Note: This is something of a follow up to No, Google Won’t Replace Higher Education.
My friend Dave Robson over at SpiralMath pointed me to an article by Tomas Chamorro-Premuzic and Becky Frankiewicz at HBR on 6 Reasons Why Higher Education Needs to Be Disrupted.
I’ve seen lists like this for decades, with slight variations, from many authors. They’re not wrong. But I think it’s important to make clear that these things are leading to change within higher education, not its demise. I say that because I’ve seen that the capacity of higher education as a societal institution to absorb alternatives into its existing framework is often underestimated.
When I was starting out professionally in the ’90s, technical certifications were huge. Get the right certification from Microsoft or Cisco and you were immediately employable with a salary as high or higher than many degree holders could command. But those certifications didn’t replace higher education, they were absorbed by it. Colleges and universities began to accept those certifications as transfer credit. At first it was the for profit schools, because that’s where so much of the innovation happens in higher education, but eventually it was commonplace. No longer was “certification or degree” presented as a choice, now it was the first leading to the second. The certification would get you in the door, but the degree would help a lot if you wanted to keep advancing.
It was the same with MOOCs. They too were trumpeted by the easily excitable as the end of higher education as we know it. But instead, MOOC providers have ended up remaining closely held by the higher education industry that spawned them, with OPM-style services becoming as big a part of what they do as the MOOCs themselves.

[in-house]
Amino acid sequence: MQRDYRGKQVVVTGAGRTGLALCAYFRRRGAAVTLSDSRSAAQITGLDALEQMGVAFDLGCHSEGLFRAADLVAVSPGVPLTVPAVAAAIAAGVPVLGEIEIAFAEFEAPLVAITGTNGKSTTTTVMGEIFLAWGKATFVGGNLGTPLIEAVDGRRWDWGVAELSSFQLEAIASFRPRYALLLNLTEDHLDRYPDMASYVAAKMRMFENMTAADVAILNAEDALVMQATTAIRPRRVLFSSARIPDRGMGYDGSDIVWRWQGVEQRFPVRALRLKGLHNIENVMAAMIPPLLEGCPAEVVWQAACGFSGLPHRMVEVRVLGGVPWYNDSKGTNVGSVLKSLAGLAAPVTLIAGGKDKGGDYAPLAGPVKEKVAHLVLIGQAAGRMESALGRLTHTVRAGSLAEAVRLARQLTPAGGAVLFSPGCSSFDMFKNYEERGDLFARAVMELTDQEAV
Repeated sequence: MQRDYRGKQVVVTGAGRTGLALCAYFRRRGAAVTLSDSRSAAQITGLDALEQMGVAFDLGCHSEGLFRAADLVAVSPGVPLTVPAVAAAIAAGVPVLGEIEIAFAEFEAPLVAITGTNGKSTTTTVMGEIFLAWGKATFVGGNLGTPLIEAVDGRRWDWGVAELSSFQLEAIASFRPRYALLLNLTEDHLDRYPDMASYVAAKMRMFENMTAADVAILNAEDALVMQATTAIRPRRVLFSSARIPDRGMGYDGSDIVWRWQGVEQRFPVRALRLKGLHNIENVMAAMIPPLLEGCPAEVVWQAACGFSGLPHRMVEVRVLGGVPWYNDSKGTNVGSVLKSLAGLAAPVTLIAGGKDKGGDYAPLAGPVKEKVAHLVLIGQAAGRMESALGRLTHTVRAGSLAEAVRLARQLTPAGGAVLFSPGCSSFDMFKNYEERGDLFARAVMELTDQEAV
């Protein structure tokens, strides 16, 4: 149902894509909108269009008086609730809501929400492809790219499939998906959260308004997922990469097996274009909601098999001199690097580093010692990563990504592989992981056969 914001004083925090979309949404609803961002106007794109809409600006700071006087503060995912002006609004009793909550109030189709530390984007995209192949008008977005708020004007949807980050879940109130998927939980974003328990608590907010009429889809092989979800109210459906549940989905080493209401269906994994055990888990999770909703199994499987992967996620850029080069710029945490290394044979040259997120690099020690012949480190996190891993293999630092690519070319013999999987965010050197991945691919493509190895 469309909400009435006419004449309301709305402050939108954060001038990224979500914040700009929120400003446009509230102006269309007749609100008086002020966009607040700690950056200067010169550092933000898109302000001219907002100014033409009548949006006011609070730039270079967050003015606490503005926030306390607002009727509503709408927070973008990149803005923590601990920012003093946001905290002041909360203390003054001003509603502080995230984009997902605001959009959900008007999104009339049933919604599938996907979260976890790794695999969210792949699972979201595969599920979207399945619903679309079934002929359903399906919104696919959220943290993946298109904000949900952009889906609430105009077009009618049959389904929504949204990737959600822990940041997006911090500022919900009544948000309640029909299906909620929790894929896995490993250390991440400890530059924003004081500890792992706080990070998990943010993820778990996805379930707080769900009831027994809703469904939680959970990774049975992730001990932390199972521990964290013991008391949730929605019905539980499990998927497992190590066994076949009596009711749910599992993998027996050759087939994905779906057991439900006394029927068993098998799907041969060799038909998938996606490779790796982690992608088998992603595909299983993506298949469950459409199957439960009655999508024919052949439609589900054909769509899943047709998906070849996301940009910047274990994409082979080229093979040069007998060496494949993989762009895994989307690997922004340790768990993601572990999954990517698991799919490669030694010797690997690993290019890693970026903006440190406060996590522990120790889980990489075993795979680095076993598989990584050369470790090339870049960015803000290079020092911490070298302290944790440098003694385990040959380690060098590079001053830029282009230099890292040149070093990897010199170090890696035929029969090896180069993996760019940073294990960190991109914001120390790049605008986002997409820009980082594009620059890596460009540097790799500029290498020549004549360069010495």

That’s not to say I don’t appreciate MOOCs for what they are: free or low cost continuing education. Although that does raise the question why anyone would pay $750 for a course from a company like, say, Section4 that they could more or less get nearly for free from Coursera or EdX.
Anyway, now it’s 2021 and we’ve gone full circle, with some people saying, “Why go to college when you can just get a certification from Google?” It sounds like a provocative and timely question only because in higher education journalism, memories are short and everything old is always new again. Here’s my prediction: people will get these certs, and it will help them professionally, yes, and then an awful lot of them will go on and earn degrees anyway.
What really is new, and will have a much more profound impact on higher education as an industry in high income countries, are demographic changes. There just aren’t enough Zoomers to fill all the colleges and universities that were needed forty or fifty years ago, even if more of them per capita decide to go to college. Also different now are the different paths to earning a degree. Residential schools are in bigger trouble than the rest, and COVID hasn’t helped. If young people aren’t going to get that “rite of passage” residential experience as part of their hundred grand, they have a lot of other paths by which to earn a degree that are cheaper and more convenient. That means Podunk College isn’t just competing against the state schools in its region anymore, but against the likes of SNHU who have a huge lead when it comes to distance learning — including marketing it. Some of those schools have folded already. A lot more of them are dead men walking.
So disruption? Perhaps. Development into different forms? Probably. But demise? Well, not as an industry at least.